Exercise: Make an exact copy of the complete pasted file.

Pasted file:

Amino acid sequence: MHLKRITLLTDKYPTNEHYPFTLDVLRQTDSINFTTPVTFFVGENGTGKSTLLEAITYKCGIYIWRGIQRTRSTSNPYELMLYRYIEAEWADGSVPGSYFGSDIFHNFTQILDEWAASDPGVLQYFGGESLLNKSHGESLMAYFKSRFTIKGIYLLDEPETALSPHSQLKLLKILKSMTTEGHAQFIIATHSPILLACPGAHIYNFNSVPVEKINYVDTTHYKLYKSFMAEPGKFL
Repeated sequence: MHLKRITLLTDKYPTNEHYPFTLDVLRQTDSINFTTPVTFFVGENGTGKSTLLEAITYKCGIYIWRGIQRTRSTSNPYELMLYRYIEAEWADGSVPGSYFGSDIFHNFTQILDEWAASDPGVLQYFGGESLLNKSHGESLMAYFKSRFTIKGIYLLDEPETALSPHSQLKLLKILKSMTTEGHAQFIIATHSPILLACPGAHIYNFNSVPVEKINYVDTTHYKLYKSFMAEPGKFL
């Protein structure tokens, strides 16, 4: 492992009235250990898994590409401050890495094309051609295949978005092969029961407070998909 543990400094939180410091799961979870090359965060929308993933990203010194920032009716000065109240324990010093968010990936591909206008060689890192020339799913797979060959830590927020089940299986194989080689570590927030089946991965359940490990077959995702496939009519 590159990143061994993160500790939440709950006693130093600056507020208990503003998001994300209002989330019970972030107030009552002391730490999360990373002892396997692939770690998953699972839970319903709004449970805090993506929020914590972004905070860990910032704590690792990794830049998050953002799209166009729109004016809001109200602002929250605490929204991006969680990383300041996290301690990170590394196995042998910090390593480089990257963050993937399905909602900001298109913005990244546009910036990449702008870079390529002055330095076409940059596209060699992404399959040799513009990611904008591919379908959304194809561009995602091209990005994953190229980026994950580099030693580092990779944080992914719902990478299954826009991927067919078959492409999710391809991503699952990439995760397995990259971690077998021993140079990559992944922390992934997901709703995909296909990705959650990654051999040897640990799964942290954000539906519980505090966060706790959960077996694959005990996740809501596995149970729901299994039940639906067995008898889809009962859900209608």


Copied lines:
Amino acid sequence: MHLKRITLLTDKYPTNEHYPFTLDVLRQTDSINFTTPVTFFVGENGTGKSTLLEAITYKCGIYIWRGIQRTRSTSNPYELMLYRYIEAEWADGSVPGSYFGSDIFHNFTQILDEWAASDPGVLQYFGGESLLNKSHGESLMAYFKSRFTIKGIYLLDEPETALSPHSQLKLLKILKSMTTEGHAQFIIATHSPILLACPGAHIYNFNSVPVEKINYVDTTHYKLYKSFMAEPGKFL
Repeated sequence: MHLKRITLLTDKYPTNEHYPFTLDVLRQTDSINFTTPVTFFVGENGTGKSTLLEAITYKCGIYIWRGIQRTRSTSNPYELMLYRYIEAEWADGSVPGSYFGSDIFHNFTQILDEWAASDPGVLQYFGGESLLNKSHGESLMAYFKSRFTIKGIYLLDEPETALSPHSQLKLLKILKSMTTEGHAQFIIATHSPILLACPGAHIYNFNSVPVEKINYVDTTHYKLYKSFMAEPGKFL
């Protein structure tokens, strides 16, 4: 492992009235250990898994590409401050890495094309051609295949978005092969029961407070998909 543990400094939180410091799961979870090359965060929308993933990203010194920032009716000065109240324990010093968010990936591909206008060689890192020339799913797979060959830590927020089940299986194989080689570590927030089946991965359940490990077959995702496939009519 590159990143061994993160500790939440709950006693130093600056507020208990503003998001994300209002989330019970972030107030009552002391730490999360990373002892396997692939770690998953699972839970319903709004449970805090993506929020914590972004905070860990910032704590690792990794830049998050953002799209166009729109004016809001109200602002929250605490929204991006969680990383300041996290301690990170590394196995042998910090390593480089990257963050993937399905909602900001298109913005990244546009910036990449702008870079390529002055330095076409940059596209060699992404399959040799513009990611904008591919379908959304194809561009995602091209990005994953190229980026994950580099030693580092990779944080992914719902990478299954826009991927067919078959492409999710391809991503699952990439995760397995990259971690077998021993140079990559992944922390992934997901709703995909296909990705959650990654051999040897640990799964942290954000539906519980505090966060706790959960077996694959005990996740809501596995149970729901299994039940639906067995008898889809009962859900209608």